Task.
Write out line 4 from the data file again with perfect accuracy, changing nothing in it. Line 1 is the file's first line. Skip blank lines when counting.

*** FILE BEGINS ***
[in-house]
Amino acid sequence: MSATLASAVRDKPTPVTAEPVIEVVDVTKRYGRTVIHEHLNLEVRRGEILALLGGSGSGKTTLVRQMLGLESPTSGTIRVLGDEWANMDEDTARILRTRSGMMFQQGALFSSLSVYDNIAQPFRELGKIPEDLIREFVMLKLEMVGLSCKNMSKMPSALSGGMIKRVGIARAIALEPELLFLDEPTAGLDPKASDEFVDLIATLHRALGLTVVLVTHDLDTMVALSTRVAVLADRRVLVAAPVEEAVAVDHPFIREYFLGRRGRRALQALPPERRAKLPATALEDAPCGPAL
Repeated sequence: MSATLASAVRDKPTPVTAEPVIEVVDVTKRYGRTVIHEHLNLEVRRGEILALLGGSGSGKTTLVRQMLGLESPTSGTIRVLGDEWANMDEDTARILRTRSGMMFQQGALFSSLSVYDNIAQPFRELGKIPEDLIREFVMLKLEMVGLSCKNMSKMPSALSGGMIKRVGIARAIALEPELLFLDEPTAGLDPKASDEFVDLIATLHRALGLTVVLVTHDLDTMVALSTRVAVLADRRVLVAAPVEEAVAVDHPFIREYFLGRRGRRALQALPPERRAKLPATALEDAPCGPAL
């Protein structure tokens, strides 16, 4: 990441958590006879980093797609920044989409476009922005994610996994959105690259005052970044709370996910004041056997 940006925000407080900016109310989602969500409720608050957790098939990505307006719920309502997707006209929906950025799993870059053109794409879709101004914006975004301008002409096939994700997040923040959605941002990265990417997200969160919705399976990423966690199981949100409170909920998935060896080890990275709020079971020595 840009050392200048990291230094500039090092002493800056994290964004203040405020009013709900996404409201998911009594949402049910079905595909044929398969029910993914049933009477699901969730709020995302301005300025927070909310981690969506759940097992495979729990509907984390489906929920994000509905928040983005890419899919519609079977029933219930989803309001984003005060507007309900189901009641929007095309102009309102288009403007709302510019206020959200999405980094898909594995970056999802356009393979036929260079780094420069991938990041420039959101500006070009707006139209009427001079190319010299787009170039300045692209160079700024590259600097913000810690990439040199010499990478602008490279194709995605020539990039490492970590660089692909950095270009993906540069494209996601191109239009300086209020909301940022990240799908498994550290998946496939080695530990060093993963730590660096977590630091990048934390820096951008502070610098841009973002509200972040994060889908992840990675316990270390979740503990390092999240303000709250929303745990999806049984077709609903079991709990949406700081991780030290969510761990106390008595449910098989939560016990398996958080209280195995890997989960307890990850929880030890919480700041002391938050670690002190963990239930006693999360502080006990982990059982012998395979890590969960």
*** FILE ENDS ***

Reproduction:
């Protein structure tokens, strides 16, 4: 990441958590006879980093797609920044989409476009922005994610996994959105690259005052970044709370996910004041056997 940006925000407080900016109310989602969500409720608050957790098939990505307006719920309502997707006209929906950025799993870059053109794409879709101004914006975004301008002409096939994700997040923040959605941002990265990417997200969160919705399976990423966690199981949100409170909920998935060896080890990275709020079971020595 840009050392200048990291230094500039090092002493800056994290964004203040405020009013709900996404409201998911009594949402049910079905595909044929398969029910993914049933009477699901969730709020995302301005300025927070909310981690969506759940097992495979729990509907984390489906929920994000509905928040983005890419899919519609079977029933219930989803309001984003005060507007309900189901009641929007095309102009309102288009403007709302510019206020959200999405980094898909594995970056999802356009393979036929260079780094420069991938990041420039959101500006070009707006139209009427001079190319010299787009170039300045692209160079700024590259600097913000810690990439040199010499990478602008490279194709995605020539990039490492970590660089692909950095270009993906540069494209996601191109239009300086209020909301940022990240799908498994550290998946496939080695530990060093993963730590660096977590630091990048934390820096951008502070610098841009973002509200972040994060889908992840990675316990270390979740503990390092999240303000709250929303745990999806049984077709609903079991709990949406700081991780030290969510761990106390008595449910098989939560016990398996958080209280195995890997989960307890990850929880030890919480700041002391938050670690002190963990239930006693999360502080006990982990059982012998395979890590969960």